Dr. Albert Mohler has responded to critics claiming he misrepresented Charles Darwin’s views as he set sail on the Beagle.
In his open letter to BioLogos vice-president Dr. Karl Giberson, Dr. Mohler stands by his message at the recent Ligonier National Conference and argues that it appears to be the agenda of some theistic evolutionists to misrepresent Darwin.
“And if a misrepresentation of Charles Darwin is the central issue, I must insist that it is you who offers the truly dangerous misrepresentation. In Saving Darwin, you attempt at great lengths to present Charles Darwin as a rather conventional and orthodox Christian, prior to his later loss of faith. You state that he was ‘born to a well-to-do British family who, despite having some unorthodox characters listed in the family Bible, raised him in the Anglican Church, educated him in an Anglican school, and put him on the train to Edinburgh to study medicine.’
This hardly seems adequate or straightforward. The ‘some unorthodox characters listed in the family Bible’ included both his father and his paternal grandfather. His mother’s family was Unitarian in belief, rejecting the deity of Christ and the doctrine of the Trinity. Even as Charles Darwin was nominally involved in the Anglican Church, largely through the influence of his sister and brother-in-law after the death of his mother, his involvement and exposure appears to me largely incidental to his life. He later married a woman of Unitarian convictions as well.”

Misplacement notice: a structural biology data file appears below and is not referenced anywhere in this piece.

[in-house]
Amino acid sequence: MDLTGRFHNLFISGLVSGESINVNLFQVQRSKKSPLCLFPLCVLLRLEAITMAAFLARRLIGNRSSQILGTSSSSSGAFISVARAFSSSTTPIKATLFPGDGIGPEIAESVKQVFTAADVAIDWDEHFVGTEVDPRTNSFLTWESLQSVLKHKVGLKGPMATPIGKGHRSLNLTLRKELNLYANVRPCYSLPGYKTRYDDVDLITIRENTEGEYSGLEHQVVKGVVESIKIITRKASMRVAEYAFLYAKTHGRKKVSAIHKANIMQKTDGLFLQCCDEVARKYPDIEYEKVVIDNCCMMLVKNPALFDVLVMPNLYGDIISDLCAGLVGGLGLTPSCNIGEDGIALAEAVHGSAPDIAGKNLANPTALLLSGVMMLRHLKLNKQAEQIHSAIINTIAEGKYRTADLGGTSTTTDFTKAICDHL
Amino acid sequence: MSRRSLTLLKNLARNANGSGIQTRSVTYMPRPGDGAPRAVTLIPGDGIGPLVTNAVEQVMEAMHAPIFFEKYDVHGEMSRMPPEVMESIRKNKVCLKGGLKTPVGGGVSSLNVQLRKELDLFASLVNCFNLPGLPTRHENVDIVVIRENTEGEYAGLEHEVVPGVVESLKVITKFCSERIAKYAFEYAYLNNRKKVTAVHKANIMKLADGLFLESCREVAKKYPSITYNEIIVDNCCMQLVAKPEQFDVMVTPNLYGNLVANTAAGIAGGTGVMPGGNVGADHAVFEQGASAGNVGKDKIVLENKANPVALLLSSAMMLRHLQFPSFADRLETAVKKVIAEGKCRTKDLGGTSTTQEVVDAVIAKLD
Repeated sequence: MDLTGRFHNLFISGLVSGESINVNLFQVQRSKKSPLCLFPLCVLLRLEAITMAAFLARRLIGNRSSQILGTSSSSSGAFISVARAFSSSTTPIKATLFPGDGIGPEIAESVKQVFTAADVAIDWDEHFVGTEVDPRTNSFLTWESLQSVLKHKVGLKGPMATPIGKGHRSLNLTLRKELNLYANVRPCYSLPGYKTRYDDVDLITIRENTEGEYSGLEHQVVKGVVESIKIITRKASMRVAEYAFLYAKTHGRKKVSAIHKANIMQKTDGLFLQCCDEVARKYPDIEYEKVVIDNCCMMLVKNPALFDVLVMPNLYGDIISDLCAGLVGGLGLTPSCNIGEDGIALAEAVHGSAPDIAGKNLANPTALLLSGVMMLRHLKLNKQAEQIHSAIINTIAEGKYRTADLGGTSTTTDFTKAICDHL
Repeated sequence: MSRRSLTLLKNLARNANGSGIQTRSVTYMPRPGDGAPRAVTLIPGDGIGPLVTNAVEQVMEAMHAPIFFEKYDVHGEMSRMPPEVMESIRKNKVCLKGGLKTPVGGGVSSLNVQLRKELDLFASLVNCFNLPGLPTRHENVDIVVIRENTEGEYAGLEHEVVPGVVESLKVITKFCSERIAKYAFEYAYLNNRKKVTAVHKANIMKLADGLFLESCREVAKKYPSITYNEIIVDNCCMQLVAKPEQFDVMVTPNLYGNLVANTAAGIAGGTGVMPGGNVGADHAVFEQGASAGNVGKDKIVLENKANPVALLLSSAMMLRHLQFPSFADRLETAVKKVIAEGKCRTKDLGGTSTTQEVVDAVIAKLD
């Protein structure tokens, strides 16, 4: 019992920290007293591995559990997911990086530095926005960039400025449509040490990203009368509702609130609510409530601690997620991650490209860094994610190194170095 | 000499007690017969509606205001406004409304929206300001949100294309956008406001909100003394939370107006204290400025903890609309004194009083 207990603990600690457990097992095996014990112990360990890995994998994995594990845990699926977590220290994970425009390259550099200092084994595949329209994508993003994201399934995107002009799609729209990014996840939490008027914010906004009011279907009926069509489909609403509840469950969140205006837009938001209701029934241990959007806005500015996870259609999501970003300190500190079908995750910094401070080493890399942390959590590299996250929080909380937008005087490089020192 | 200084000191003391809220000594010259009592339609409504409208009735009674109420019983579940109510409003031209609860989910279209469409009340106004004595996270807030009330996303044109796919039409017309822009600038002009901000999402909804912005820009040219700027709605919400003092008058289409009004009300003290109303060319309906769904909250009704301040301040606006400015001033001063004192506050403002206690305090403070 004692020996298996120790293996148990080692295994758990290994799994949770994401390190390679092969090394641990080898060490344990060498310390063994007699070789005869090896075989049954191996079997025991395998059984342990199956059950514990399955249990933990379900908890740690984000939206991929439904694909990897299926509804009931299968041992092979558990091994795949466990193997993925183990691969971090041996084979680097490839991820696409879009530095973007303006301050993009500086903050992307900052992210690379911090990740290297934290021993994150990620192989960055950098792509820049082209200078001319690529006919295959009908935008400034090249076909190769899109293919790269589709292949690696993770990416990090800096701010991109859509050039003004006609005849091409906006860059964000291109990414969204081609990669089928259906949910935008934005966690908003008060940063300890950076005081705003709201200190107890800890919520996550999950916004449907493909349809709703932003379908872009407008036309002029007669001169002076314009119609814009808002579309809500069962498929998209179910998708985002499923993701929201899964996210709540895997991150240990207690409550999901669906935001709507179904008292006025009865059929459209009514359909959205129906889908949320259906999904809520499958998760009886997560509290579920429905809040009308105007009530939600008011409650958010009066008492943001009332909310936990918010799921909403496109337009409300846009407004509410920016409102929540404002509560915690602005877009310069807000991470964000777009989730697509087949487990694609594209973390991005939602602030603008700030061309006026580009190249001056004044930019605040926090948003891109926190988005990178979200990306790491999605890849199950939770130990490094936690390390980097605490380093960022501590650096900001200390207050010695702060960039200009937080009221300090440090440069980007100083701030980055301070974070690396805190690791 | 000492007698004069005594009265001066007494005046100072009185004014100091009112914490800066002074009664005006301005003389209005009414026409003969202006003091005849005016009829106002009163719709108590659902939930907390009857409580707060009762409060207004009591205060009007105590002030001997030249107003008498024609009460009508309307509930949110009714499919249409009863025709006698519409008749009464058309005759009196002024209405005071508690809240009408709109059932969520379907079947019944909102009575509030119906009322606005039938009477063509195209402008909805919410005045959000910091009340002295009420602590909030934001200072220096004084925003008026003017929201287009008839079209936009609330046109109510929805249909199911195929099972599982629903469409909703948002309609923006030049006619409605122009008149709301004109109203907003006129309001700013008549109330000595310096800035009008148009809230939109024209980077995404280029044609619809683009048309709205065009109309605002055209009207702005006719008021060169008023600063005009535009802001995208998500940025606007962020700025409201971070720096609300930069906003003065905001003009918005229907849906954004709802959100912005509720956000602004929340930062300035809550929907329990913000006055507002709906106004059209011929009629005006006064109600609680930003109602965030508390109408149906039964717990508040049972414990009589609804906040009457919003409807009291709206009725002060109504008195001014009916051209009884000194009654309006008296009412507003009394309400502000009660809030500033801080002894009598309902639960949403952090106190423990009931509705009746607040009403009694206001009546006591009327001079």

Then, Dr. Mohler frames what is truly at stake in the argument over origins as promulgated by Dr. Giberson in his book Saving Darwin:
“Of far greater concern is your tendency to appear to agree with some of Darwin’s complaints against biblical Christianity. You claim that he ‘boarded the Beagle with his childhood Christian faith intact,’ but then add, “although he had begun to wonder about the historicity of the more fanciful Old Testament stories, like the Tower of Babel.’ This is insignificant? Are we to understand that you, too, see that biblical account as ‘fanciful’? You explain that Darwin, ‘like most thoughtful believers,’ began to distance himself from the doctrine of hell — a doctrine you describe as ‘a secondary doctrine that even many conservatives reject.’
If your intention in Saving Darwin is to show ‘how to be a Christian and believe in evolution,’ what you have actually succeeded in doing is to show how much doctrine Christianity has to surrender in order to accommodate itself to evolution. In doing this, you and your colleagues at BioLogos are actually doing us all a great service. You are showing us what the acceptance of evolution actually costs, in terms of theological concessions.
I stand by my address in full, and only wish I had been able to address these issues at even greater length in that context. I plan to do that over the next few months. I greatly regret that you have committed yourself to a cause that I can see as incompatible with the Scripture and destructive to the Christian faith.”